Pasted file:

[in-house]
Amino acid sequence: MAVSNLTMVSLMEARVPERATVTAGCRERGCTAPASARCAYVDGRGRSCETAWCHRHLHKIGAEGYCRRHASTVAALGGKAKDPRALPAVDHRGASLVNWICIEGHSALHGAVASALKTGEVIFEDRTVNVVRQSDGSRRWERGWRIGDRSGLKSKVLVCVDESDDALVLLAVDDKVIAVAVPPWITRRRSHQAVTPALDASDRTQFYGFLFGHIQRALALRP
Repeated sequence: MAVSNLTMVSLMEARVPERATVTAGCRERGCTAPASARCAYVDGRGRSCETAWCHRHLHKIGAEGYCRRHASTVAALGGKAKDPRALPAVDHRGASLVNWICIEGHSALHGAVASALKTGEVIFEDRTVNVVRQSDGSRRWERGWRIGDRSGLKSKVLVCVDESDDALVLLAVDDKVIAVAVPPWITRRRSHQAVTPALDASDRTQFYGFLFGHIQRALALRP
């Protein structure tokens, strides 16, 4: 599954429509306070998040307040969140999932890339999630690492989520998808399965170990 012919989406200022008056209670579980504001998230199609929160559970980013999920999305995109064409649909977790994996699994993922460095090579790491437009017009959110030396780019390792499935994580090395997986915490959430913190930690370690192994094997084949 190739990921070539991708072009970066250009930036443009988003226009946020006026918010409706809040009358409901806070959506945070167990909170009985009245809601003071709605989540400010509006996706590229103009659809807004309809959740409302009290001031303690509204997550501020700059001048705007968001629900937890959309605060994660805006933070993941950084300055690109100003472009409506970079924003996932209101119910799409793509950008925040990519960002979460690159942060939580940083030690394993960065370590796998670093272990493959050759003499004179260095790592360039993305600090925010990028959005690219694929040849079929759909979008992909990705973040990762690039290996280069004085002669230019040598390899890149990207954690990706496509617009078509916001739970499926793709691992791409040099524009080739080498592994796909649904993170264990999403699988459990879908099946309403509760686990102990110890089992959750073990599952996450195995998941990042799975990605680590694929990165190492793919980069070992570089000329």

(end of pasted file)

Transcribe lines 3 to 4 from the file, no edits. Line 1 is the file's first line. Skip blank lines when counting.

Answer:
Repeated sequence: MAVSNLTMVSLMEARVPERATVTAGCRERGCTAPASARCAYVDGRGRSCETAWCHRHLHKIGAEGYCRRHASTVAALGGKAKDPRALPAVDHRGASLVNWICIEGHSALHGAVASALKTGEVIFEDRTVNVVRQSDGSRRWERGWRIGDRSGLKSKVLVCVDESDDALVLLAVDDKVIAVAVPPWITRRRSHQAVTPALDASDRTQFYGFLFGHIQRALALRP
């Protein structure tokens, strides 16, 4: 599954429509306070998040307040969140999932890339999630690492989520998808399965170990 012919989406200022008056209670579980504001998230199609929160559970980013999920999305995109064409649909977790994996699994993922460095090579790491437009017009959110030396780019390792499935994580090395997986915490959430913190930690370690192994094997084949 190739990921070539991708072009970066250009930036443009988003226009946020006026918010409706809040009358409901806070959506945070167990909170009985009245809601003071709605989540400010509006996706590229103009659809807004309809959740409302009290001031303690509204997550501020700059001048705007968001629900937890959309605060994660805006933070993941950084300055690109100003472009409506970079924003996932209101119910799409793509950008925040990519960002979460690159942060939580940083030690394993960065370590796998670093272990493959050759003499004179260095790592360039993305600090925010990028959005690219694929040849079929759909979008992909990705973040990762690039290996280069004085002669230019040598390899890149990207954690990706496509617009078509916001739970499926793709691992791409040099524009080739080498592994796909649904993170264990999403699988459990879908099946309403509760686990102990110890089992959750073990599952996450195995998941990042799975990605680590694929990165190492793919980069070992570089000329």